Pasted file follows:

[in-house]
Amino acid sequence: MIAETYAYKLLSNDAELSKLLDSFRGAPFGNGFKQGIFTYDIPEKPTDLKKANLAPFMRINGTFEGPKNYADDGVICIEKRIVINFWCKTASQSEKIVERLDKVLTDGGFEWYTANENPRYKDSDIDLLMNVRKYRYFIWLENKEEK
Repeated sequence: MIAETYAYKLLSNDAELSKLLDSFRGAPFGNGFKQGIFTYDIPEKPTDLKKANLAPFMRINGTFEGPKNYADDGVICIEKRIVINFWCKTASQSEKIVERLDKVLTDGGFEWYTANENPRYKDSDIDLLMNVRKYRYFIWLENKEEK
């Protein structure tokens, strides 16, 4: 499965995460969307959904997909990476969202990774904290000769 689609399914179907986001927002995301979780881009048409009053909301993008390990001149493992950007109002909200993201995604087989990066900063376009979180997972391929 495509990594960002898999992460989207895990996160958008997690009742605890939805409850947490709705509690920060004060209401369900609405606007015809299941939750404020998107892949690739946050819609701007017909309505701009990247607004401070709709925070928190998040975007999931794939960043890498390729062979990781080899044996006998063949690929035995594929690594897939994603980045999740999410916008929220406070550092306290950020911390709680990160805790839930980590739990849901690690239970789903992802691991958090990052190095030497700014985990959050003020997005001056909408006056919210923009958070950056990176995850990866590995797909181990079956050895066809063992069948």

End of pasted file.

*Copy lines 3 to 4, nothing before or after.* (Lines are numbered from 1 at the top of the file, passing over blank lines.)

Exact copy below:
Repeated sequence: MIAETYAYKLLSNDAELSKLLDSFRGAPFGNGFKQGIFTYDIPEKPTDLKKANLAPFMRINGTFEGPKNYADDGVICIEKRIVINFWCKTASQSEKIVERLDKVLTDGGFEWYTANENPRYKDSDIDLLMNVRKYRYFIWLENKEEK
């Protein structure tokens, strides 16, 4: 499965995460969307959904997909990476969202990774904290000769 689609399914179907986001927002995301979780881009048409009053909301993008390990001149493992950007109002909200993201995604087989990066900063376009979180997972391929 495509990594960002898999992460989207895990996160958008997690009742605890939805409850947490709705509690920060004060209401369900609405606007015809299941939750404020998107892949690739946050819609701007017909309505701009990247607004401070709709925070928190998040975007999931794939960043890498390729062979990781080899044996006998063949690929035995594929690594897939994603980045999740999410916008929220406070550092306290950020911390709680990160805790839930980590739990849901690690239970789903992802691991958090990052190095030497700014985990959050003020997005001056909408006056919210923009958070950056990176995850990866590995797909181990079956050895066809063992069948």